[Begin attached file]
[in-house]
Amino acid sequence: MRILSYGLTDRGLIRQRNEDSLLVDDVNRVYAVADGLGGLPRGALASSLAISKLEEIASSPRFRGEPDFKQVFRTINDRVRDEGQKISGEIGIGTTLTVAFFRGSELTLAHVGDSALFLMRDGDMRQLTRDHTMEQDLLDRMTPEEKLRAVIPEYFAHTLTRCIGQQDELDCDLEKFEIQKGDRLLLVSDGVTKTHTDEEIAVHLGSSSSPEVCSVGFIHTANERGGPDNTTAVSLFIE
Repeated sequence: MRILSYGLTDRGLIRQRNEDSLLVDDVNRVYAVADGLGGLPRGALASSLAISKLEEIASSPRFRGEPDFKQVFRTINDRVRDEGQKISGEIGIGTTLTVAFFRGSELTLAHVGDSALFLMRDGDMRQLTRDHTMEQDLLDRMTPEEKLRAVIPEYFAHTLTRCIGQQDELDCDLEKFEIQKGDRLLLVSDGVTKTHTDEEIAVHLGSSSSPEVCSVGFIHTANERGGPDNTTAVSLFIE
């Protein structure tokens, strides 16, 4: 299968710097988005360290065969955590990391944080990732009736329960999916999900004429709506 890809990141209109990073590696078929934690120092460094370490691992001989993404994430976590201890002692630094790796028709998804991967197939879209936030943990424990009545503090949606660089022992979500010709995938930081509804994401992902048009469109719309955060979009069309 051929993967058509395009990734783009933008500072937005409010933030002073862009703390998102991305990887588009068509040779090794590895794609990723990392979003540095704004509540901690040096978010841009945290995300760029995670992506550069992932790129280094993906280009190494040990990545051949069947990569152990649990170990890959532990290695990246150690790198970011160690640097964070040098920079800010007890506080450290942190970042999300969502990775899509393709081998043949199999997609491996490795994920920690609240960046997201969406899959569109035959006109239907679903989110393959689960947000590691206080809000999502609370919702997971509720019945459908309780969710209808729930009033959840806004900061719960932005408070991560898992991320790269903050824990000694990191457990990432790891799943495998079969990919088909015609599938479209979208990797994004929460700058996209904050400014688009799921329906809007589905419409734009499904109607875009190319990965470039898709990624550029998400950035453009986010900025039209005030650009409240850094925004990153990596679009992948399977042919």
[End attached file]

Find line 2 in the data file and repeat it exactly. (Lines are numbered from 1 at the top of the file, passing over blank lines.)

Amino acid sequence: MRILSYGLTDRGLIRQRNEDSLLVDDVNRVYAVADGLGGLPRGALASSLAISKLEEIASSPRFRGEPDFKQVFRTINDRVRDEGQKISGEIGIGTTLTVAFFRGSELTLAHVGDSALFLMRDGDMRQLTRDHTMEQDLLDRMTPEEKLRAVIPEYFAHTLTRCIGQQDELDCDLEKFEIQKGDRLLLVSDGVTKTHTDEEIAVHLGSSSSPEVCSVGFIHTANERGGPDNTTAVSLFIE